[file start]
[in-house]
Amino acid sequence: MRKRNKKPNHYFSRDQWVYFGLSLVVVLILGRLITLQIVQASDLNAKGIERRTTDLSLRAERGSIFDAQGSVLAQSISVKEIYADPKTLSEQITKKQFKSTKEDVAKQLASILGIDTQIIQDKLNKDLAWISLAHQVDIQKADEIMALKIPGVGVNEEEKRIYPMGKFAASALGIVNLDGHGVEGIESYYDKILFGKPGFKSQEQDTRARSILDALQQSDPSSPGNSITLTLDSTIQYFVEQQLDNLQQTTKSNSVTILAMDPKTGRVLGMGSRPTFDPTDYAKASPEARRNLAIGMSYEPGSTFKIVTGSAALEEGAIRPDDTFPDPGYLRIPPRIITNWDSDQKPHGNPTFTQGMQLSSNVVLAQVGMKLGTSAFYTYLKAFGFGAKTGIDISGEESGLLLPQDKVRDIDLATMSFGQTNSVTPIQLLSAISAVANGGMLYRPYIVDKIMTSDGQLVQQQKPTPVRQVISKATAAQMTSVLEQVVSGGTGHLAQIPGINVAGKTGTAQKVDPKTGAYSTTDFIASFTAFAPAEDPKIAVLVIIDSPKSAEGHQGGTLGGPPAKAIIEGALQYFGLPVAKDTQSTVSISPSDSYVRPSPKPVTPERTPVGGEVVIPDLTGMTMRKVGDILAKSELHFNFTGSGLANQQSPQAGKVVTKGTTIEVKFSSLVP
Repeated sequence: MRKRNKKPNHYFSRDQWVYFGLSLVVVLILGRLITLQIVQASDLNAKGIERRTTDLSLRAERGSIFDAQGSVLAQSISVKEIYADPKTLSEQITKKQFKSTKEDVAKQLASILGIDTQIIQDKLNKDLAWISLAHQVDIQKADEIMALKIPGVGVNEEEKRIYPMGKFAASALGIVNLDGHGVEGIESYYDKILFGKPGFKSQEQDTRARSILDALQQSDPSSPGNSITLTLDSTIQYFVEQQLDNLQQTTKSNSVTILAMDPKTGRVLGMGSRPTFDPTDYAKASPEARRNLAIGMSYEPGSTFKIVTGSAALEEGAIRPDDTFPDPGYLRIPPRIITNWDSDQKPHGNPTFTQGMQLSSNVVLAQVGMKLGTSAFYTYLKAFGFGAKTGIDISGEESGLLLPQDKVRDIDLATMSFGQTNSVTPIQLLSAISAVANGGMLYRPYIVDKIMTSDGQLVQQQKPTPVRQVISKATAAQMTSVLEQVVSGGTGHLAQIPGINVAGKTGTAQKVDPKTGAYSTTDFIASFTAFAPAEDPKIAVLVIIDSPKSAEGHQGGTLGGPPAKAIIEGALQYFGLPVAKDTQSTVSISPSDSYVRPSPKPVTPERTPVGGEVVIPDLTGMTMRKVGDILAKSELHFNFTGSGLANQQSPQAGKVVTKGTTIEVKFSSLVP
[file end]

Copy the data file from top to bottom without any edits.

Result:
[in-house]
Amino acid sequence: MRKRNKKPNHYFSRDQWVYFGLSLVVVLILGRLITLQIVQASDLNAKGIERRTTDLSLRAERGSIFDAQGSVLAQSISVKEIYADPKTLSEQITKKQFKSTKEDVAKQLASILGIDTQIIQDKLNKDLAWISLAHQVDIQKADEIMALKIPGVGVNEEEKRIYPMGKFAASALGIVNLDGHGVEGIESYYDKILFGKPGFKSQEQDTRARSILDALQQSDPSSPGNSITLTLDSTIQYFVEQQLDNLQQTTKSNSVTILAMDPKTGRVLGMGSRPTFDPTDYAKASPEARRNLAIGMSYEPGSTFKIVTGSAALEEGAIRPDDTFPDPGYLRIPPRIITNWDSDQKPHGNPTFTQGMQLSSNVVLAQVGMKLGTSAFYTYLKAFGFGAKTGIDISGEESGLLLPQDKVRDIDLATMSFGQTNSVTPIQLLSAISAVANGGMLYRPYIVDKIMTSDGQLVQQQKPTPVRQVISKATAAQMTSVLEQVVSGGTGHLAQIPGINVAGKTGTAQKVDPKTGAYSTTDFIASFTAFAPAEDPKIAVLVIIDSPKSAEGHQGGTLGGPPAKAIIEGALQYFGLPVAKDTQSTVSISPSDSYVRPSPKPVTPERTPVGGEVVIPDLTGMTMRKVGDILAKSELHFNFTGSGLANQQSPQAGKVVTKGTTIEVKFSSLVP
Repeated sequence: MRKRNKKPNHYFSRDQWVYFGLSLVVVLILGRLITLQIVQASDLNAKGIERRTTDLSLRAERGSIFDAQGSVLAQSISVKEIYADPKTLSEQITKKQFKSTKEDVAKQLASILGIDTQIIQDKLNKDLAWISLAHQVDIQKADEIMALKIPGVGVNEEEKRIYPMGKFAASALGIVNLDGHGVEGIESYYDKILFGKPGFKSQEQDTRARSILDALQQSDPSSPGNSITLTLDSTIQYFVEQQLDNLQQTTKSNSVTILAMDPKTGRVLGMGSRPTFDPTDYAKASPEARRNLAIGMSYEPGSTFKIVTGSAALEEGAIRPDDTFPDPGYLRIPPRIITNWDSDQKPHGNPTFTQGMQLSSNVVLAQVGMKLGTSAFYTYLKAFGFGAKTGIDISGEESGLLLPQDKVRDIDLATMSFGQTNSVTPIQLLSAISAVANGGMLYRPYIVDKIMTSDGQLVQQQKPTPVRQVISKATAAQMTSVLEQVVSGGTGHLAQIPGINVAGKTGTAQKVDPKTGAYSTTDFIASFTAFAPAEDPKIAVLVIIDSPKSAEGHQGGTLGGPPAKAIIEGALQYFGLPVAKDTQSTVSISPSDSYVRPSPKPVTPERTPVGGEVVIPDLTGMTMRKVGDILAKSELHFNFTGSGLANQQSPQAGKVVTKGTTIEVKFSSLVP